Just when you think you have everything pretty much figured out in the Middle East, someone throws you a curve. At least that’s what happened to me last week.
In what has to be the most surprising development thus far in the so called Arab Spring – Egypt’s new freely elected President, Mohammed Morsi, has sent a friendly letter to Israeli President Shimon Peres on the occasion of the exchange of ambassadors. How friendly? From the Times of Israel:
The letter began by calling Peres a “great and good friend,” and went on to express a desire for “maintaining and strengthening the cordial relations which so happily exist between our two countries.” Morsi closed his letter, which largely followed standard diplomatic language for the exchange of ambassadors, by expressing “highest esteem and consideration
…In July, Peres’s office reported that it had received a friendly letter from Morsi in which the Egyptian leader expressed hopes for regional stability and “deep thanks” for Peres’s Ramadan good wishes. In that note, Morsi also said his country was committed to regional security and stability, including for the Israeli people.
This comes as quite a shock to me considering his political affiliation. He is a member of the Muslim Brotherhood, a fanatical Islamist group who considers the existence of Israel an abomination – and an affront to their fundamentalist beliefs. Their views match those of Hamas and Hezbollah. I don’t think there can be much dispute about that.
In fact when the letter was first made public, it was followed by denials from Brotherhood officials – pretty much claiming it to be a fabrication.
But it wasn’t.
This is a good sign. Despite the overt hatred of the Jewish State among most Islamists which comprise organizations like the Brotherhood, Hamas and Hezbollah, it is clear that Egypt has no interest in hostilities between the two countries. Despite Mosri’s obviously deep religious beliefs, he seems to be a pragmatist interested in developing his country – making it a better place to live for his people. To that extent, he seems to have made the friendliest statement toward Israel I have ever heard from a Muslim leader – with the possible exception of Anwar Sadat.
Does this mean that Israel can put away their guns? Of course not. They need to maintain their military edge. I believe Morsi. Islamists say what they mean.They are not reticent about expressing their true feeling about us. That he did something that so obviously upsets his co-coreligionists means something in my view.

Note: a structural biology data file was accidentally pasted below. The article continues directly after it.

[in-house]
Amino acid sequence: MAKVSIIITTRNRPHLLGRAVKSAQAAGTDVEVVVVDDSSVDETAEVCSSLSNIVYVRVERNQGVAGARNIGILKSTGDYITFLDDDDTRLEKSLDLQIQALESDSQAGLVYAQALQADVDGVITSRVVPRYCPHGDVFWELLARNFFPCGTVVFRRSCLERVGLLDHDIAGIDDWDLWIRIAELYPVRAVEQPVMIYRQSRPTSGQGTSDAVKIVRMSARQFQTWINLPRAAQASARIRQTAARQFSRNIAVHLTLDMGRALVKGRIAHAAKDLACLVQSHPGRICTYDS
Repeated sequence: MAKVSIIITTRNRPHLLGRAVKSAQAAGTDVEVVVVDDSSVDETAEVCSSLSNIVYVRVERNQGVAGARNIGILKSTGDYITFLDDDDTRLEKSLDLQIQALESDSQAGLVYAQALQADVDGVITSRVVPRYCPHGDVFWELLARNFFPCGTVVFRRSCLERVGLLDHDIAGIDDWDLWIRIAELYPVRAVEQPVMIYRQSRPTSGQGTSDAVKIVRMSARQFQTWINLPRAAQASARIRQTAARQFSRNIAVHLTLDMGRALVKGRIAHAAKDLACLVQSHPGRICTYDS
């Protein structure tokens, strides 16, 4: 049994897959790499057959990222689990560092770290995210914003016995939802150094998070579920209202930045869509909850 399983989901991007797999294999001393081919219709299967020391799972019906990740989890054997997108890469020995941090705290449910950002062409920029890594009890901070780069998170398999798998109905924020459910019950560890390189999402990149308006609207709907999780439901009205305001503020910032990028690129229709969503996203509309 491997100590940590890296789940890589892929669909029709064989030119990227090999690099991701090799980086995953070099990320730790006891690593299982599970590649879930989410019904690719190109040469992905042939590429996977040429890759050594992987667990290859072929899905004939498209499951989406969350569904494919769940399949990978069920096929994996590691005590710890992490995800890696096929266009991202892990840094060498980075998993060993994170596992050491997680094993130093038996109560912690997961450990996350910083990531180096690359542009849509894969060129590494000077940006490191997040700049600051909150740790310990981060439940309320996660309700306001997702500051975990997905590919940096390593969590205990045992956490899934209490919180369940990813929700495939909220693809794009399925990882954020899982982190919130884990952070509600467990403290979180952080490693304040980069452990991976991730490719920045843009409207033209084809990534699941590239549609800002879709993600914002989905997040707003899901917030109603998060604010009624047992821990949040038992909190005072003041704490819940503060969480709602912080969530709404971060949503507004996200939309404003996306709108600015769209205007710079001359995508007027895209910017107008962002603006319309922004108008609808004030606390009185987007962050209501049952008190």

It isn’t that I think he now loves Israel unconditionally. Far from it. I do not doubt for a minute that if Mosri thought he could win a war with Israel militarily, he would not hesitate to attack. But as a pragmatist – the reason he wants to have friendly relations with Israel is he knows he can’t win a war with them. And it would be far too too costly in both Egyptian blood and treasure to try. Which is why it is important for Israel to maintain its military edge… and important for him to maintain a peace treaty.
This is good news. Can we trust him? I think so. He has not hesitated to state his own true feelings about Israel.
The recent violent protests at the American embassy there shows that there is still plenty of popular hostility there against the US – and most certainly Israel. Nonetheless, I think I can safely say that for now, Morsi is at least on the same page with Mubarak with respect to the Jewish state.
Hopefully the new regimes in other Arab countries will have the same approach – including in an eventual post Assad Syria. Perhaps that is too much to hope for, but at this point all hope is definitely not lost. If a member of the Muslim Brotherhood can say such good things to an Israel President perhaps there will be other fundamentalist leaders that will follow suit.
Perhaps we are finally seeing a new world order among Arabs who will focus their leaders on the welfare of their people instead of hatred of Israel. Is that too much to hope for? Maybe. But one can hope. That said the threat of terror from Israel’s terrorist neighbors is still very much alive and well. As far as the immediate big picture is concerned, not much has really changed.
How does this all this impact on my choice for President? I don’t know. I still have to think about who I will endorse in the upcoming election. At this point, I am going to wait for the final debate between the two candidates. It is supposed to focus on foreign policy. I will make my decision after that.
Nonetheless I am still very glad about to hear about this news. It gives me a glimmer of hope about the future. But only a glimmer.
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About the Author: Harry Maryles runs the blog "Emes Ve-Emunah" which focuses on current events and issues that effect the Jewish world in general and Orthodoxy in particular. It discuses Hashkafa and news events of the day - from a Centrist perspctive and a philosphy of Torah U'Mada. He can be reached at firstname.lastname@example.org.
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